As part of Mr. Lister's Bullet blog tour, I asked him to share his favorite UF books.
Think he missed any?
Urban fantasy is a massive genre. Authors housed in its categories find room to create myriad tales ranging from bustling cities to backwater hamlets. All of them, of course, house one or more aspects of the supernatural. Some are so dense; it's hard to tell if there are any normal humans left. Regardless of the backdrop, some titles rise above their brethren in both sales and popularity. Here's my list of the best urban fantasy books out there, both old and new.
10. The Lion, The Witch and The Wardrobe - C.S. Lewis
Not urban fantasy you say? While that may be true of further books in the series, consider the setting of the inaugural novel. Children sent to live in the English countryside to escape the atrocious bombing of London at the hands of the Nazis during World War II. It doesn't get much more urban, or eminently real, than The Blitz. Can anyone else think of a better reason to escape to a magical world filled with talking beavers and dithering satyrs?
9. The Dresden Files - Jim Butcher
Sorry, can't pick just one novel out of Butcher's series. They're all engaging in their own way, though the 'power creep' of Harry's magical abilities tends to lessen the true stakes as time goes on. What could be more interesting than the books themselves is how hard Butcher had to work to get them in print in the first place.
8. The Last Werewolf - Glen Duncan
Existential crisis meets lycanthropy meets finding a reason to live if only to die well. Duncan's singular wit propels this book from one page to the next giving the reader something literary and contradictory to chew on at just about every turn. As the protagonist, Jake, often says: God being dead, irony still rip-roaringly alive.
7. The Hum and The Shiver - Alex Bledsoe
Hooked from the first sentence, Bledsoe takes Appalachian mysticism and molds it into a modern tale of xenophobia and reaching out into the wide world. Seriously people, go pick this book up now and put its pages inside your brain. Go now!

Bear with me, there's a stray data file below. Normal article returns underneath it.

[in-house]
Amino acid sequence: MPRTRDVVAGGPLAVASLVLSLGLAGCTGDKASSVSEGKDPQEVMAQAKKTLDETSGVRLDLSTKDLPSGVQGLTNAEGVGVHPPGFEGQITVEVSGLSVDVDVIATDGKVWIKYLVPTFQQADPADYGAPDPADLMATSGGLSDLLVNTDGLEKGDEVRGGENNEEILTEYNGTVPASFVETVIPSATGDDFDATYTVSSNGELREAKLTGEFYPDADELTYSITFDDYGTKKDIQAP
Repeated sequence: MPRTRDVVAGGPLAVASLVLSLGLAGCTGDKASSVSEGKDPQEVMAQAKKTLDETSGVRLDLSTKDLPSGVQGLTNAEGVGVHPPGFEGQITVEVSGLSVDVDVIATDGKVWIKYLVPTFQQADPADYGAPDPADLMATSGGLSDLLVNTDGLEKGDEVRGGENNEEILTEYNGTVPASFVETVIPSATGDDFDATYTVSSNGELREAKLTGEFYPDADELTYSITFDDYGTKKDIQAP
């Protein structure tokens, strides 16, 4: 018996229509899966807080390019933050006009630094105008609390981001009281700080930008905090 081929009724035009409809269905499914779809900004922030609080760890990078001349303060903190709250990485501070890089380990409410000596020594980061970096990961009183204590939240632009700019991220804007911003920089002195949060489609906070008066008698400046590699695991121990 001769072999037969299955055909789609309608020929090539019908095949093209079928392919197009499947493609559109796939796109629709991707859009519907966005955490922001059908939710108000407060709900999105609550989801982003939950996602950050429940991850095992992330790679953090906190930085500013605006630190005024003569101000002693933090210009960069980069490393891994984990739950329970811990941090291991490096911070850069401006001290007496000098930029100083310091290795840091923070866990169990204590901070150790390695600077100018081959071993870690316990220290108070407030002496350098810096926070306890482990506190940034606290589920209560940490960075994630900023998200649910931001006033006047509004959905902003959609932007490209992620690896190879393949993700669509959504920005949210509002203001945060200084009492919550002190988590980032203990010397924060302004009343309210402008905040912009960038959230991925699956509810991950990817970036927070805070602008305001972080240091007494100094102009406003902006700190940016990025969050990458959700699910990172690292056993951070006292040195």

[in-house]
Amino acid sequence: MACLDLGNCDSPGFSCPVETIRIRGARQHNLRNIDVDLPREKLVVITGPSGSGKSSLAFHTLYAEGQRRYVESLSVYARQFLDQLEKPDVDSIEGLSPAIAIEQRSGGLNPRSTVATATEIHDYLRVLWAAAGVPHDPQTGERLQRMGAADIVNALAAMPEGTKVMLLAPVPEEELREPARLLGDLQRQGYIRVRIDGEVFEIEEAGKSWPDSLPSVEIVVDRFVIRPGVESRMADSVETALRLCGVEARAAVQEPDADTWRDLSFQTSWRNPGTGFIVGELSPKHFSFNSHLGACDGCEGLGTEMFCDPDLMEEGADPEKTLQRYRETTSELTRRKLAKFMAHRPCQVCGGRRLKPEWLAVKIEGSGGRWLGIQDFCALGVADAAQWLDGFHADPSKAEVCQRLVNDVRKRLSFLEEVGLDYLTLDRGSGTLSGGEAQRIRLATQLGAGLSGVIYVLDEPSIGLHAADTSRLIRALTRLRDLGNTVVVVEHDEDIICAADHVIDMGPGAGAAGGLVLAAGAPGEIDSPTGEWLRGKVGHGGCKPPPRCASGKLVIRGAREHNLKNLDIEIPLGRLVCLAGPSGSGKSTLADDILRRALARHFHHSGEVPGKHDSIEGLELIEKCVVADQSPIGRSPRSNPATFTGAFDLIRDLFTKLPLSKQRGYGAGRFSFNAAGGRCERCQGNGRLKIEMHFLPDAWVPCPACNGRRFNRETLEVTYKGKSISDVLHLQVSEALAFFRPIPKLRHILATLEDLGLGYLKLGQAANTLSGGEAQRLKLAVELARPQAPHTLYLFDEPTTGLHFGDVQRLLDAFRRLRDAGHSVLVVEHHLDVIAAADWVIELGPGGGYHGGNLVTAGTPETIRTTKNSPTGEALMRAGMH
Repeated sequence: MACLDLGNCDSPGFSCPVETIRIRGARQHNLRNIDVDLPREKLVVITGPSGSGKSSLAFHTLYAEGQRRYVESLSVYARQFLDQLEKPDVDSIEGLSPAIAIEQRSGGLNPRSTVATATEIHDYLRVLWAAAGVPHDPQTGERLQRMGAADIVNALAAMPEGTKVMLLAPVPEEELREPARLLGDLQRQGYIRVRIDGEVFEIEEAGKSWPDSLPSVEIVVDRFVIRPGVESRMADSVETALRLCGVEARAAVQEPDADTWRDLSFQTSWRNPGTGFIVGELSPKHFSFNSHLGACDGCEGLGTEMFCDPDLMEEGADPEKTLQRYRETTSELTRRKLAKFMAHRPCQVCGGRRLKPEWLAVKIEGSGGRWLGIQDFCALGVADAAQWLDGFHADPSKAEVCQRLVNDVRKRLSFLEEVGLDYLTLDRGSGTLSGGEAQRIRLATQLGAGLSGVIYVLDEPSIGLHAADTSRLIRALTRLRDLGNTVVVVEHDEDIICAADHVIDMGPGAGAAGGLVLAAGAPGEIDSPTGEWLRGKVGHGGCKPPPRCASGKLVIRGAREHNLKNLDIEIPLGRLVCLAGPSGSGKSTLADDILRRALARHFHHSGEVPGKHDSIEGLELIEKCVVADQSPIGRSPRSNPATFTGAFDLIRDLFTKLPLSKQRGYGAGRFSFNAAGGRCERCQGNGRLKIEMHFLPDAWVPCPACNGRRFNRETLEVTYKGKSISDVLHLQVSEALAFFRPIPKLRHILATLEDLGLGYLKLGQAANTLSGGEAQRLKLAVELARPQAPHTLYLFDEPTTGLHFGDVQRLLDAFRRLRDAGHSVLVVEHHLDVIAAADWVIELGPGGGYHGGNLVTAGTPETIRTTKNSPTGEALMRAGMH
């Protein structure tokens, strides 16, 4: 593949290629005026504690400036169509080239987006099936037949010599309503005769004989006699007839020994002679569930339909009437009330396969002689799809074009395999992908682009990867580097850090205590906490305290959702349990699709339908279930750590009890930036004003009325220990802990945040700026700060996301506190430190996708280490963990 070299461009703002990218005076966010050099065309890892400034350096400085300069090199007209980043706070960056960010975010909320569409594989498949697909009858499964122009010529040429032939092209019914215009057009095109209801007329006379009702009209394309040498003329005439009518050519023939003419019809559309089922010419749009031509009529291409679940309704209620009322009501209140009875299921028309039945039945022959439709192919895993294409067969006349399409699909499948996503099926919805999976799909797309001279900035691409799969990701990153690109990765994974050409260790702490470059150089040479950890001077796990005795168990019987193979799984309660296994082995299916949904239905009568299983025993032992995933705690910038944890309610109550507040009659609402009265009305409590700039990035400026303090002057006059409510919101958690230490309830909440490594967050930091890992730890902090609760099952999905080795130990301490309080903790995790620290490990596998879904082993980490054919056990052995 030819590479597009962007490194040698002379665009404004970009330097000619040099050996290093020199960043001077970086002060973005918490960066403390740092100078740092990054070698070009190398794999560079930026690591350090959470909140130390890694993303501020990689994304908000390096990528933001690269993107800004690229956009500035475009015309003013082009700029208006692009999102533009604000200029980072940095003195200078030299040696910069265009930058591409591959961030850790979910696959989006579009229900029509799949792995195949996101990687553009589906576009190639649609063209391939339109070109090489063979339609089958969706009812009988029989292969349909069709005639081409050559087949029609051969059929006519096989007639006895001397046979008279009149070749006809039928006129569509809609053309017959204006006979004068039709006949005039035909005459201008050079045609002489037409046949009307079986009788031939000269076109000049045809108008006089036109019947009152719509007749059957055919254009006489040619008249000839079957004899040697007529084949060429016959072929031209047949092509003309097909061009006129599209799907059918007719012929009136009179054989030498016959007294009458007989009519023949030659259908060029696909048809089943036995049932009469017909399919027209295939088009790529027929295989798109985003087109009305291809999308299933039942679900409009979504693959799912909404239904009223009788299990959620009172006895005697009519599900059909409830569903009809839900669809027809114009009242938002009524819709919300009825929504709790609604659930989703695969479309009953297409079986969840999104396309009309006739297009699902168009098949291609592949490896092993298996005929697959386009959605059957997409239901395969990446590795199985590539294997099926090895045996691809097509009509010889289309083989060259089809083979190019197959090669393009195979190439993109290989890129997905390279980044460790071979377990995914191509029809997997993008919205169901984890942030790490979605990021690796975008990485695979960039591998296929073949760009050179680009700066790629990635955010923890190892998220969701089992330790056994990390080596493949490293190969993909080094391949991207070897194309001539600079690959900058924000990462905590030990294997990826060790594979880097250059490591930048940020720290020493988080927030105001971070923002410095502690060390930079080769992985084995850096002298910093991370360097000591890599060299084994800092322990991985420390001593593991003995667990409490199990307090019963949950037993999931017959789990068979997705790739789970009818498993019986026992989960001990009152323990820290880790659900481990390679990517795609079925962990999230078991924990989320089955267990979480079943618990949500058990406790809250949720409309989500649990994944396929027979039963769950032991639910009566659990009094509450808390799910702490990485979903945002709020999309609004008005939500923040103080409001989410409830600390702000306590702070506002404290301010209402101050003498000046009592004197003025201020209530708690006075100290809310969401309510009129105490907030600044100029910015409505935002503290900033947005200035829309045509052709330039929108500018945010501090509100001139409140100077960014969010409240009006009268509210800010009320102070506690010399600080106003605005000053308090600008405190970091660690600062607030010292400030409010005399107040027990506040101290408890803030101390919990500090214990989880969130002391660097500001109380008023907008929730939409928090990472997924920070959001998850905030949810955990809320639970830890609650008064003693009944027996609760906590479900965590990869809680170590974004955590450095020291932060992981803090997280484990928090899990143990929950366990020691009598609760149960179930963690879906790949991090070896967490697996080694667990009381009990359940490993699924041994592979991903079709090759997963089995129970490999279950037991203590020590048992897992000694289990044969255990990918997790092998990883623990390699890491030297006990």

6. A Dirty Job - Christopher Moore
So, your child is a reaper, and you're a beta male. Oh, and your wife just died. Doesn't sound like the backdrop for an entertaining read, but that's why our author here is such a damn genius. Moore is hilarious and his insightful takes on the urban fantasy genre, as in all his novels, could've easily filled this list. Had to pick just one since I used my 'entire series' card earlier. Curses!
5. American Gods - Neil Gaiman
Everything this man touches turns into a standard bearer for the genre, and usually spawns a movie, television rights...or at least a successful radio play. This novel brings our disparate mythologies and systems of belief and melds them into a cohesive tale that spans the United States.
4. Fevre Dream - George R.R. Martin
That's right kids. It's not all Game of Thrones . Martin's vampire novel tends to fly under the radar in the face of his enormously successful fantasy series, but it's not to be missed. Its pages are dense with suspense and the same kind of rich history that makes Westeros so engaging.
3. Dead Witch Walking - Kim Harrison